Friday, October 11, 2013

Durian

Durian. It's a fruit that elicits strong reactions pretty much everywhere. For those who have tried or smelled durian, it is almost impossible to remain neutral. Usually there are two camps for eaters of durian. Lovers and haters. There are very few indifferent eaters of durian.

For those of you who have seen Andrew Zimmern's Bizarre Foods, you may remember durian as one of the few foods in the world that he truly struggles to appreciate. That from a guy who regularly sucks down such delicacies as cockroaches, beating frog hearts, and fermented fish heads.

For reasons known only to them, the German Research Center for Food Chemistry decided to break down the aroma of durian, and found 50 diffferent compounds that made up the smell. Four of the compounds were previously unknown to science. It is a smell described by Food writer Richard Sterling as, "turpentine and onions, garnished with a gym sock. It can be smelled from yards away." That was from an article in the Smithsonian magazine. That's a pretty serious publication. If they have an article about the way a fruit smells, you know it's pretty serious.
Now with that kind of an introduction, and knowing that Andrew Zimmern himself can't stand it, you know that if you have the chance, you at least have to try it. That's my Skye, apparently not impressed by daddy's enthusiasm.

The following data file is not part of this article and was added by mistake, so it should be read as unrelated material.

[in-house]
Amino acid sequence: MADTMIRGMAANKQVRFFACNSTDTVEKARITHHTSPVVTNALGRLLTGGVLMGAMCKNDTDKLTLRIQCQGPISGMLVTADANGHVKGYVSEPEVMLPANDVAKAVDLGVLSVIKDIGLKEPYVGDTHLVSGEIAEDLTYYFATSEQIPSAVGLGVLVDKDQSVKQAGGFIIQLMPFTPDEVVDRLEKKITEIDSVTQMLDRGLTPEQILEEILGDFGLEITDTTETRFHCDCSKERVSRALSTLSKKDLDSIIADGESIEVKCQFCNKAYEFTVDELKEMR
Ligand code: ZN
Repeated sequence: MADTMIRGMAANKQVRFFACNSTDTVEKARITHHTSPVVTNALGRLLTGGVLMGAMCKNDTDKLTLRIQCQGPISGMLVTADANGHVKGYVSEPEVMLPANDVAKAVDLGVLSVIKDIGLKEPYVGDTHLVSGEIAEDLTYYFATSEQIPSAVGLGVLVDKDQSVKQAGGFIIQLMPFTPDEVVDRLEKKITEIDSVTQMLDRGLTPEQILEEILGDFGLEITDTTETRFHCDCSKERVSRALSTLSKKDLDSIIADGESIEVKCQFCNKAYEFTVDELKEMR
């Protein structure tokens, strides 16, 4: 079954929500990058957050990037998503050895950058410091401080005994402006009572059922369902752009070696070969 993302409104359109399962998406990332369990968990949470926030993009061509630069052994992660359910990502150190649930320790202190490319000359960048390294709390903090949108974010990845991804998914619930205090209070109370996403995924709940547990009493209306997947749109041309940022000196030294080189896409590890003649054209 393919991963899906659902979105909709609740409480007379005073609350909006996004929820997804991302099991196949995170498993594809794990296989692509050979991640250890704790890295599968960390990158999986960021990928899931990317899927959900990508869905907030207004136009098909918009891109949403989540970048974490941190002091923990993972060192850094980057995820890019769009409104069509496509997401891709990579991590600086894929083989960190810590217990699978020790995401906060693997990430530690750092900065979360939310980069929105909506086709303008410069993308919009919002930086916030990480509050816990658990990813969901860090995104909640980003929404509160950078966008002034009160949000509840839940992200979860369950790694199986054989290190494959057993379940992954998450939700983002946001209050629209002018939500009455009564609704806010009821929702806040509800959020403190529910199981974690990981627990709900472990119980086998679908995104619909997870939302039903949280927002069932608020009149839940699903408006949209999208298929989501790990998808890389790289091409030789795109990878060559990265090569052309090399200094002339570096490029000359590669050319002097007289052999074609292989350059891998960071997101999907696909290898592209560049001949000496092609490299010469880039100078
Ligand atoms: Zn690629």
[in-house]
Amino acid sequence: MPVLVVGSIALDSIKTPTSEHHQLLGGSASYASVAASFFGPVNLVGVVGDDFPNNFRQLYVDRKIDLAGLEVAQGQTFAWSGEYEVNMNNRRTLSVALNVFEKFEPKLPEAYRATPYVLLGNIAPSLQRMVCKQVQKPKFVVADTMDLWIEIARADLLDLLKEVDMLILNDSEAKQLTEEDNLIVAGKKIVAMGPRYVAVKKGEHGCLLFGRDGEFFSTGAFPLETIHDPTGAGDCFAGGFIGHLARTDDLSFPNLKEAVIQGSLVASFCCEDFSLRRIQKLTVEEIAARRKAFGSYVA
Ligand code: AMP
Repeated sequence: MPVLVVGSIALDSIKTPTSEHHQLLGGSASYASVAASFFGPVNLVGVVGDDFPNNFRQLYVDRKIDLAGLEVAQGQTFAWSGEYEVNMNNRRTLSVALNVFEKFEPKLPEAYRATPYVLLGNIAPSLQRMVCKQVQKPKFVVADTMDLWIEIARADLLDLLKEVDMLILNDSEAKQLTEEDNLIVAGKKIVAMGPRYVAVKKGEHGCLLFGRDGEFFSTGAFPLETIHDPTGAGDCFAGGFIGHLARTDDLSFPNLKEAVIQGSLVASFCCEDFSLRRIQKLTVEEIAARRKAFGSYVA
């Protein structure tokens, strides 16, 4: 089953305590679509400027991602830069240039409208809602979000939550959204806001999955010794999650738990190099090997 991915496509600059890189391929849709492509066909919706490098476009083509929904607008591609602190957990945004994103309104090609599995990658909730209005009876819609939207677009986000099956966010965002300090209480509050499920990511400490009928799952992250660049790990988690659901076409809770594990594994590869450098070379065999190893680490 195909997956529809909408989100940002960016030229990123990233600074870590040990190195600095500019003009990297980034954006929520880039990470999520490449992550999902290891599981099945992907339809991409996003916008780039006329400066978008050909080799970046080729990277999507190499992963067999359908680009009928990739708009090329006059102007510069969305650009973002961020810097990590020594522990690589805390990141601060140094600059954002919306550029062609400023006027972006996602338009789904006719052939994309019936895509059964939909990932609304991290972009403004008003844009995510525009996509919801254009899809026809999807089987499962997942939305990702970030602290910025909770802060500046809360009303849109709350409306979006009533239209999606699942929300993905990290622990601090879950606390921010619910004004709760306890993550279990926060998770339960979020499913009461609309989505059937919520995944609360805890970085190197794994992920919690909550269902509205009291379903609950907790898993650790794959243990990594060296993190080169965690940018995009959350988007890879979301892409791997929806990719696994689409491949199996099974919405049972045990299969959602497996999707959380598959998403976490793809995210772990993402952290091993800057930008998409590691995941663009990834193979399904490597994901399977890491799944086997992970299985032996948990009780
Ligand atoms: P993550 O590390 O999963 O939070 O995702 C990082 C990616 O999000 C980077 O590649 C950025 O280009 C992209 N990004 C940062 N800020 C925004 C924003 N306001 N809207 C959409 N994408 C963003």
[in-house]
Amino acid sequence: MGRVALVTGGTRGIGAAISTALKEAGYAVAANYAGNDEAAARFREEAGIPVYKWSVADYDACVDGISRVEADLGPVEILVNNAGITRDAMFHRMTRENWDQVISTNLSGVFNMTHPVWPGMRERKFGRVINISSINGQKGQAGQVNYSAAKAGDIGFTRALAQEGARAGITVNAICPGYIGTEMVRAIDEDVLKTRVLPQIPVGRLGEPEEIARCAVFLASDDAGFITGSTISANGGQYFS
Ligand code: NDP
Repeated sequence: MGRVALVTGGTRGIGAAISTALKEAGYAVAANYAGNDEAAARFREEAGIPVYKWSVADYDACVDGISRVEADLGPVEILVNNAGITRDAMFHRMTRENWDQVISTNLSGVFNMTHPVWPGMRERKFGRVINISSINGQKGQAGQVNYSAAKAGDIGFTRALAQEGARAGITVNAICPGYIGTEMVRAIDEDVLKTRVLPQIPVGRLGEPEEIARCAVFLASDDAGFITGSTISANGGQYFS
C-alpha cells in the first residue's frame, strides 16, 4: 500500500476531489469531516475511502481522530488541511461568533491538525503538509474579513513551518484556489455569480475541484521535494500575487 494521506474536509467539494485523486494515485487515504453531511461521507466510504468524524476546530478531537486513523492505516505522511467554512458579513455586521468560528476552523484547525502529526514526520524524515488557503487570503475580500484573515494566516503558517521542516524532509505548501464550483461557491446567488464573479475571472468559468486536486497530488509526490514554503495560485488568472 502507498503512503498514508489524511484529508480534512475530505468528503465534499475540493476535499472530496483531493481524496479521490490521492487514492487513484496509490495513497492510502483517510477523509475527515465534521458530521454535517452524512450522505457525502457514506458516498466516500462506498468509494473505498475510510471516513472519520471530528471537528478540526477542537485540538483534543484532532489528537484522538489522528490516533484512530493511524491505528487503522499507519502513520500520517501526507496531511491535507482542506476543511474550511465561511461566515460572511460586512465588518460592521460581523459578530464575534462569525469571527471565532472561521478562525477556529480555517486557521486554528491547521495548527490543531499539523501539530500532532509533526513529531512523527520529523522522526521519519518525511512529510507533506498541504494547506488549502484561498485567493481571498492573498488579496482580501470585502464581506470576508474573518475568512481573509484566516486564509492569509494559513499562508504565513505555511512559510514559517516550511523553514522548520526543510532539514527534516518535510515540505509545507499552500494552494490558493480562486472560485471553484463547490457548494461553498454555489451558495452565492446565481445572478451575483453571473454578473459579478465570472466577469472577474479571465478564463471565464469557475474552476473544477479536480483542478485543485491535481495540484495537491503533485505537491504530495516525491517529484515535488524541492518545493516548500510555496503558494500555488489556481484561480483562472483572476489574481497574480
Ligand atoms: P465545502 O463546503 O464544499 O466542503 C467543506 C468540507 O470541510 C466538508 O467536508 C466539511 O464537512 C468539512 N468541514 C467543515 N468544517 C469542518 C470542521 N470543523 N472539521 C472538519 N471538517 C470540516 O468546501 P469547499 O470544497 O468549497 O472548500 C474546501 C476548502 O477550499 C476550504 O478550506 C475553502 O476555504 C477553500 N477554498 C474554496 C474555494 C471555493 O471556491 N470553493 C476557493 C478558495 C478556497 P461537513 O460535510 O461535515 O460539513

Oh, It's also my father-in-laws favorite fruit. 

Actually, I like it. It's not my favorite fruit in the world, but it's actually really good. A very creamy texture, somewhat indescribable flavor, sort of like a custardy, fruity,...umm...I don't know. And I hardly detect the hint of dirty gym sock. Really.
If you are ever in Asia, or at an Asian food market, you really should try some. Andrew Zimmern smiles while eating snakes and fermented whale blubber. Maybe you can smile while eating durian, and feel like you're giving Mr. Bizarre Foods a run for his money.

Just don't bring your durian onboard public transportation in Singapore, or you could get fined $500. True.
My three-year old, although she may have appreared reluctant, has eaten durian before and really enjoyed it. And this time as well, after making a few faces, she took a bite and once again enjoyed the mystery wrapped in an edible enigma that is durian.
Mr. Zimmern, you have us beat in almost every other category when it comes to food, but bring on the durian, and we might just have your number.

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